1. Download extendedOJ from the link above and save it into a directory within your project's root (we recommend /lib).
  2. Open Eclipse and open the workspace with your project in it. Right click on the extendedOJ file within Eclipse and go to Build Path -> Add to Build Path. As shown below:

  3. Figure 1: Adding extendedOJ to the buildpath

  4. Your project should rebuild.

Folder Structure

The following requirements for the directory of your structure must also be implemented to use MuJava.
  • You will need a folder within your project's root directory called result. No other name will work with this version of MuClipse.
  • Your unit tests must compile to their source folder. To set this up, right click unittests, go to Build Path -> Configure output folder, select the radio button "Specific output folder" and type in the same path as the source folder.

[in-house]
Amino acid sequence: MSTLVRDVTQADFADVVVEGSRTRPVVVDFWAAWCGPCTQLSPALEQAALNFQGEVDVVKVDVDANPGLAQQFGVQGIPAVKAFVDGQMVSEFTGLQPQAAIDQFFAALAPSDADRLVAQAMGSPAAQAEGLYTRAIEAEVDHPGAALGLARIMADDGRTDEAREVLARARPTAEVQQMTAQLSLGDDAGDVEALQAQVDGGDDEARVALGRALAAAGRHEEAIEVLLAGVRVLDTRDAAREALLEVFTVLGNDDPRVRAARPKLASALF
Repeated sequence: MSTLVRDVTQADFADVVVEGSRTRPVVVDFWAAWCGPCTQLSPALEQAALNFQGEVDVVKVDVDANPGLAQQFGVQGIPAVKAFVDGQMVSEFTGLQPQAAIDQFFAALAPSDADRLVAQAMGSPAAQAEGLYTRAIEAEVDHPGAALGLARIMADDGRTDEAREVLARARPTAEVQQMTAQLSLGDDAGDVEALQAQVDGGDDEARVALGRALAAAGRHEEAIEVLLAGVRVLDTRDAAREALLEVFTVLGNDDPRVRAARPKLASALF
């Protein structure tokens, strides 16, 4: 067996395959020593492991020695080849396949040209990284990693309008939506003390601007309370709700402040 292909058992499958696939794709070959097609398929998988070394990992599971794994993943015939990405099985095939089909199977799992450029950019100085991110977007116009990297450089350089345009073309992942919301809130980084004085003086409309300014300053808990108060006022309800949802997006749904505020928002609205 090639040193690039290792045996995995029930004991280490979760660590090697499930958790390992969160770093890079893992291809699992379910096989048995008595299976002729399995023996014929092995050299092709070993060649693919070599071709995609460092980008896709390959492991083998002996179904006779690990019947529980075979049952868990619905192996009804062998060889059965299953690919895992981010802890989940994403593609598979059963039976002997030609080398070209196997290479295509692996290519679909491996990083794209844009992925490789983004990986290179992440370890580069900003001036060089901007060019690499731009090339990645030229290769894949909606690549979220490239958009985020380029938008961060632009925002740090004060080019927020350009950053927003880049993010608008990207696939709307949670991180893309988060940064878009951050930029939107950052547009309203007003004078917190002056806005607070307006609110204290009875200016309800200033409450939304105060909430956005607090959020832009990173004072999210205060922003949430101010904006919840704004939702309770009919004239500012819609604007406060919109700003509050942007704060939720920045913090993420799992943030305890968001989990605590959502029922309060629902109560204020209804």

jUnit

IMPORTANT: Since you are going to be using jUnit test cases to perform your mutation testing, their setUp() method needs to have the declaration public (it is currently protected).

Generating Mutants

To generate mutants you will use the "MuClipse: Mutants" runtime configuration. Follow these steps to open and prepare your configuration:
  • IMPORTANT: Click on the project you are working with.
  • Go to the arrow to the left of run and select "Run ..." as shown below.


    Figure 2: Opening the runtime configuration

  • The Eclipse runtime configuration dialog box will appear. Select "MuClipse: Mutants" and click "New".

The Directories Tab

The following is an explanation of the fields on the "Directories" tab as shown below.


Figure 3: Directories

  • Project: The selected project (CoffeeMaker).
  • Mutants Output: Where the mutation results will go (result)
  • Classes Folder: The root of where your compiled Java binaries are (bin)